Past Research Groups
Research in the Department of Molecular Immunology seeks a better understanding of the organisation and regulation of receptors and intracellular signalling pathways in normal and diseased lymphocytes. Our research is largely focused on the development and function of B lymphocytes. We have proposed a new model for the structure and activation of the B cell antigen receptor (BCR) and have discovered new signalling components in activated B cells. We also developed techniques for a more profound study of signalling mechanism in resting and activated B cells. Several of our findings have contributed to a better understanding of human diseases such as leukemias and autoimmunity. Furthermore, we are among the first to adapt synthetic biology approaches for studying signalling in mammalian cells.
The immune system has evolved to fight pathogens while remaining tolerant to self and harmless antigens. The need for simultaneous immune vigilance and tolerance is particularly evident in the intestine, which is confronted to antigens coming not only from pathogens, but also from food and harmless commensals. Since the intestine is the largest barrier surface of the body with the outside world, it needs to be able to mount quick, efficient immune responses against potential pathogens. However, most of the intestinal antigens come from the food and the commensal flora, which need to be tolerated. Hence, the intestinal immune system combines a high number of inflammatory cells with a strong population of immune regulators that prevent detrimental reactions against harmless antigens. How the balance between inflammation and tolerance is achieved is still not well understood. The group focuses on the induction and maintenance of immune tolerance, especially through the generation and control of CD4+ Foxp3+ regulatory T cells (Treg). Treg are produced in the thymus or the periphery and prevent misdirected immune responses. They are key to avoid autoimmunity and inflammatory responses against the commensal microbiota. We want to dissect the factors that control the activity of antigen-specific Treg, and we are especially interested in the interactions of intestinal epithelial cells with the immune system.
All inheritable chromosome conditions not encoded by the DNA sequence itself are called epigenetic, including gene expression and for most eukaryotes also centromere and telomere identity. The epigenetic transmission of these states through many cell generations is highly relevant for proper genome regulation and when perturbed can lead to genome instability and cellular malfunction. Centromeres are found at the primary constriction of chromosomes in mitosis where they remain connected before cell division. This structure is essential for an equivalent chromosomes segregation to the daughter cells. Using the fruit fly Drosophila melanogaster as a model organism my lab is particularly interested in the epigenetic regulation of centromere identity with a focus on neocentromere formation in flies and human tissue culture. We are further interested in the nuclear organization of centromeres.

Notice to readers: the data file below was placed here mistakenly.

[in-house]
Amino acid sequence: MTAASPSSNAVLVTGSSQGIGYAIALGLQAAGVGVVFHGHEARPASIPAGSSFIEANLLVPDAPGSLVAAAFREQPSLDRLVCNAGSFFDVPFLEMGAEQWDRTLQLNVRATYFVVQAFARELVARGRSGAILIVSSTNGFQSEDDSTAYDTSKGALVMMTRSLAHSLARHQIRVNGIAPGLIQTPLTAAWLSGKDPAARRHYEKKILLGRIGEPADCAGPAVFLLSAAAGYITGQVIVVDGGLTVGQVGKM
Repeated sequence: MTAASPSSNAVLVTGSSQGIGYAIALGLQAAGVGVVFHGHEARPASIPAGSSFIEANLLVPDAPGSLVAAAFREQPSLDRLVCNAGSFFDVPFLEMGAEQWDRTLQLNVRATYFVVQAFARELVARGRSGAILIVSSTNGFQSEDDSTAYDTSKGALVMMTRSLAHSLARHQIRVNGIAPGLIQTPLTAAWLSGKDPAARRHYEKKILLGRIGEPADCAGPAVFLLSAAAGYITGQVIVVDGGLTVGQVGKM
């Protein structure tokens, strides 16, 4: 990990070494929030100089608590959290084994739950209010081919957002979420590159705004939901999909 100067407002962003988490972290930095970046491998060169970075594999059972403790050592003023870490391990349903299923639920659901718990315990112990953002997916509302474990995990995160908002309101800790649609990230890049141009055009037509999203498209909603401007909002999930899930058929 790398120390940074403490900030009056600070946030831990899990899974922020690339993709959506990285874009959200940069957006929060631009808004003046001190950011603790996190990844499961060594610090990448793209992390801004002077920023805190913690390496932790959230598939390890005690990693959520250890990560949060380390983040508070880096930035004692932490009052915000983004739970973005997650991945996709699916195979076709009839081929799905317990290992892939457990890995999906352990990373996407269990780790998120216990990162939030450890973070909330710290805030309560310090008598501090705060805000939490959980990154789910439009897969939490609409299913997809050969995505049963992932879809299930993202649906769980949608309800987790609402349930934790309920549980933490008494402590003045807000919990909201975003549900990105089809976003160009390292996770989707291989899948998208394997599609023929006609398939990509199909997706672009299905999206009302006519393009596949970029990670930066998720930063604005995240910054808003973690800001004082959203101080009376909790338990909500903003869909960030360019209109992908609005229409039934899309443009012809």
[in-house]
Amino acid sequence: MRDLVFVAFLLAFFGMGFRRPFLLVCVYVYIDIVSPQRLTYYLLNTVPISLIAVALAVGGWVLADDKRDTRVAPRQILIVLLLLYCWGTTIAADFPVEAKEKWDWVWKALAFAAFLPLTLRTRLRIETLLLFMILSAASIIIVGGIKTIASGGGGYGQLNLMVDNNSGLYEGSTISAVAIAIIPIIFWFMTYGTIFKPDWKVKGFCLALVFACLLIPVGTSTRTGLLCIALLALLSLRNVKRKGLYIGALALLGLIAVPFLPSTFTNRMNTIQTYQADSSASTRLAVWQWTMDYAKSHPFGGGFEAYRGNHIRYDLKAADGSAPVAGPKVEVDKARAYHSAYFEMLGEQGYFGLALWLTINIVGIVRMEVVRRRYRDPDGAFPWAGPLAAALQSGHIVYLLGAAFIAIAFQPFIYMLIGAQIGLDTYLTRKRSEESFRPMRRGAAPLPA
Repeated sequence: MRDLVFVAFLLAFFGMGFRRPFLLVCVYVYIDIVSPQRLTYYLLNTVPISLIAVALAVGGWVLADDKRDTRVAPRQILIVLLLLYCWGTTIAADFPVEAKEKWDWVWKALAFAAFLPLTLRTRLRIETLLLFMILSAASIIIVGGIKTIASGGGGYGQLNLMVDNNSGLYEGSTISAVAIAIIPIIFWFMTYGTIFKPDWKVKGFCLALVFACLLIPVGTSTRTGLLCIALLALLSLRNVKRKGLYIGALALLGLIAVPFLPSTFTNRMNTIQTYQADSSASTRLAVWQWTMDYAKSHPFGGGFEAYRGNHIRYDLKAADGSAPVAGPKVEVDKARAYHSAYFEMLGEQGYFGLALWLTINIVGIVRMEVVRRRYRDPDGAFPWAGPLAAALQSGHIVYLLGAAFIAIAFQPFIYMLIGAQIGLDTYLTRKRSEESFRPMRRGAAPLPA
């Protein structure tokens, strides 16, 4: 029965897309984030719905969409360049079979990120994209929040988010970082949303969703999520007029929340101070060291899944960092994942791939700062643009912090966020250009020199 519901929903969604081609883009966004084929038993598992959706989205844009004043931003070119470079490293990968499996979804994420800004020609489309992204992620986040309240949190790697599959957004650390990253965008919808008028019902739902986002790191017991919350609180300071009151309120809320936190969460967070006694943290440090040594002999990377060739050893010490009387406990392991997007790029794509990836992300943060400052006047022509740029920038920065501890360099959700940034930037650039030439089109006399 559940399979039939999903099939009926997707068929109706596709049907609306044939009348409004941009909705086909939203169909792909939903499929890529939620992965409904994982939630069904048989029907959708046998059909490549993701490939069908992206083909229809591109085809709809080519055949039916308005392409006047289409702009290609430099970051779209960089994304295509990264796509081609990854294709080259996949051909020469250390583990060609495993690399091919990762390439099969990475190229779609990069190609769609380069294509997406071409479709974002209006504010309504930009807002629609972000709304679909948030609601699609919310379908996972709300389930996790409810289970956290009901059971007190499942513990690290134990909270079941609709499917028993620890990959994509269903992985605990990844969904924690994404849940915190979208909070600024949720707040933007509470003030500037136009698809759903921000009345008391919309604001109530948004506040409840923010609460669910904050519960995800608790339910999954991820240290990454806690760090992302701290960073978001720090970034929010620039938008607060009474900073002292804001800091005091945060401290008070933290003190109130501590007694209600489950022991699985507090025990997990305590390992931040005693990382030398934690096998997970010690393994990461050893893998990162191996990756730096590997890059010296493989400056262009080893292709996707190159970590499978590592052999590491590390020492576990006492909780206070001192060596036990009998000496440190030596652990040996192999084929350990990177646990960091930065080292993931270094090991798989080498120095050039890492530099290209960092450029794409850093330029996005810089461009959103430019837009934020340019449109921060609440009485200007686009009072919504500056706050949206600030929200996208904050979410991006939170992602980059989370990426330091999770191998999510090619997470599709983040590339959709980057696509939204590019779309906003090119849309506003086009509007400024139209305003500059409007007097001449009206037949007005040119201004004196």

Our research group studies the molecular mechanisms which regulate gene expression, using the NF-kB family of transcription factors as a model system. A major focus is to understand how the activities of transcription factors can be controlled in promoter-specific and cell type-specific fashion. The NF-kB family of transcription factors is crucial for the expression of multiple genes involved in cell survival, proliferation, differentiation and inflammation. The NF-kB pathway is broadly active in multiple cell types, yet many NF-kB target genes show a tightly-regulated pattern of expression, with stimulus-dependent activation restricted to a particular biological setting. To investigate the molecular mechanisms underlying this, we focus on differences in the chromatin structure of target promoters and enhancers, and on co-factors which can regulate the recruitment and activity of NF-kB in specific cell-types.
The aim of our research group is to obtain a global understanding of the signalling pathways that regulate the proliferation and differentiation of B cells. B cells play a key role in adaptive immune response and enable the body to attack pathogens highly efficient and persistent. They bind pathogenic substances at the B cell antigen receptor (BCR). Signals emanating from the BCR or its precursor (pre-BCR) lead to changes in gene expression and determine the fate of developing B cells. Defects in the signal transduction of B cells result in immunodeficiency, autoimmunity or leukaemia. Studying signal transduction in B cell development allows multiple interactions and interdisciplinary collaborations with research groups in both basic science and in the clinic.
The aim of our research group is to understand the biology of functional RNAs in the hematopoietic-immune system. We are focusing on the role of microRNAs in the mammalian hematopoietic-immune system. MicroRNAs are a class of non-coding RNAs binding to the complementary mRNAs and regulate their expression. They are found in animals, plants and viruses with their sequences conserved even among relatively distant species. Various reports have shown the involvement of microRNAs in a broad range of physiological events such as development, differentiation, proliferation, morphogenesis, apoptosis and metabolism. Studying the biology of microRNA in the immune system may directly contribute to understanding the molecular mechanism of immune system integrity. Furthermore, the knowledge of microRNA in immunology would provide clues to elucidate the molecular pathogenesis of infection and immune diseases such as autoimmune and inflammatory diseases.